Insolvency is a game-changer in any industry. It presents a particular risk in the construction industry for two reasons:
(a) The frequency of insolvencies in the construction industry; and
(b) The interdependence of many different contractors, whose capacity to deliver materials, services and payments properly and on time will often vary and will significantly impact the viability of the project as a whole.
What happens when you are contracted to undertake work or deliver construction materials and the principal goes ‘bust’?
Basically, a liquidator or external administrator will be appointed to help the insolvent principal trade its way out of its debts or to wind up the principal, call in its debts, liquidate its assets and distribute the proceeds to its creditors. However, by definition, an insolvent principal will not have enough cash in the bank or equity in its assets to pay out all of its creditors. Inevitably, some contractors miss out.
How can I protect my right to be paid for work already done?
Instead of terminating the contract, which most contracts will permit where the principal become insolvent, opt to have your contract novated, meaning the contract is handed over to a new, solvent principal. Choosing to terminate your contract with the insolvent principal before bringing the works up to practical completion, you are unlikely to recover any payment at all for the works you have done. This is because:
(a) when the principal becomes insolvent, the only claims that can be made against it are for debts which the principal has already become liable to pay before its insolvency; and
(b) a principal will generally not become indebted to a construction contractor at all unless and until the works under contract are practically complete which is when the principal has to pay the lump sum contract price.
Is the principal liable to pay me for work done prior to practical completion?
The principal has no liability to pay any part of the contract price at all unless and until the works under the contract are brought to practical completion. Prior to practical completion, all progress payments are payable “on account” only as a means of ensuring the contractor’s cash flow while works are being done. This does not mean progress payments are to be treated as instalments towards the contract price before practical completion. Prior to practical completion, payment for work done is unprotected.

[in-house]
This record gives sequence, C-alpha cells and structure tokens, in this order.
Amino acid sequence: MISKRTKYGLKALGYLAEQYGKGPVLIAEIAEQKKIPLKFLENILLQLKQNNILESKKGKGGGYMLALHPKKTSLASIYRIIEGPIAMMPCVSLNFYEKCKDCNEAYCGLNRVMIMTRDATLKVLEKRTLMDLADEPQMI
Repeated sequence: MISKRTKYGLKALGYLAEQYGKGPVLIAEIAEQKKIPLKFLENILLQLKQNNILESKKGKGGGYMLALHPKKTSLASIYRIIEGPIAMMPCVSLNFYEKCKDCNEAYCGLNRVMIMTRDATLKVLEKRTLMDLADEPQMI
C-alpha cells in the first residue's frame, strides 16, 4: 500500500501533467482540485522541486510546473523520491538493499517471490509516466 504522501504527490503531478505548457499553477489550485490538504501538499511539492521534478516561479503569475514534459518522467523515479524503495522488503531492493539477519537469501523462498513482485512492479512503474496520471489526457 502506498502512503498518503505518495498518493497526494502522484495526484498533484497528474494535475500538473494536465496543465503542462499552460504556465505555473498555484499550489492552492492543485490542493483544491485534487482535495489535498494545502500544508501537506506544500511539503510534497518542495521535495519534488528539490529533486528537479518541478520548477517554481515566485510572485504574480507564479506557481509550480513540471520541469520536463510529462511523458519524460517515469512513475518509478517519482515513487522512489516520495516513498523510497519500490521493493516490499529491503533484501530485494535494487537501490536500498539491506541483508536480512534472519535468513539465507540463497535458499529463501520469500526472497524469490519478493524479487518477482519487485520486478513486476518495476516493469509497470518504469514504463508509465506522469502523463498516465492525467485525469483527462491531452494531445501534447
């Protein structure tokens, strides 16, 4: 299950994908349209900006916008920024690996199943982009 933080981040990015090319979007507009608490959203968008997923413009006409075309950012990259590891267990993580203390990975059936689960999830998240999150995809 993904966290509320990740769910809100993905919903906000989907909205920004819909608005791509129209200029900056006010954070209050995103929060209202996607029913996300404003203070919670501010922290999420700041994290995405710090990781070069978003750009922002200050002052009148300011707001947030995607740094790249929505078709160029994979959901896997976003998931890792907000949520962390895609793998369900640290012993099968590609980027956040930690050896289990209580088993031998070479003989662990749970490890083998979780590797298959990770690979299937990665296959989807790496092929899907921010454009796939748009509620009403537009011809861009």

This becomes crucially important when the principal becomes insolvent. In this event, you have two choices as a contractor: suspend works until the contract has been novated (passed on) to a new, solvent principal or terminate the contract. If you elect to terminate the contract before the works are practically complete, the only claim you will have against an insolvent principal is for damages to compensate you for the lost opportunity to progress the works to practical completion and earn the contract price. However, claims for damages cannot be made against an insolvent company whilst it is in liquidation or under external administration. Accordingly, untimely termination of the contract may throw away the only chance of being paid for the work you have done and the work you had left to do.
What can I do now? Obtain security.
There are two kinds of security for payment of debts: security against land and security against personal property, being property other than land. Generally, to get the benefit of either kind of security involves a two-step process:
- First, include terms in your contract which will allow you to take security against the principal’s land and personal property.
- Second, register your security.
Choosing the right kind of security for your situation is critical and requires careful analysis of many, often competing variables which may apply differently, or not at all, depending on your individual circumstances. When negotiating rights to security for payment and deciding which securities to register, how and when, taking good, timely legal advice is therefore imperative.
This is general information only, and does not constitute specific legal advice. If you would like further information in relation to this matter or other legal matters please contact our office on Freecall 1800 609 945 or email us now.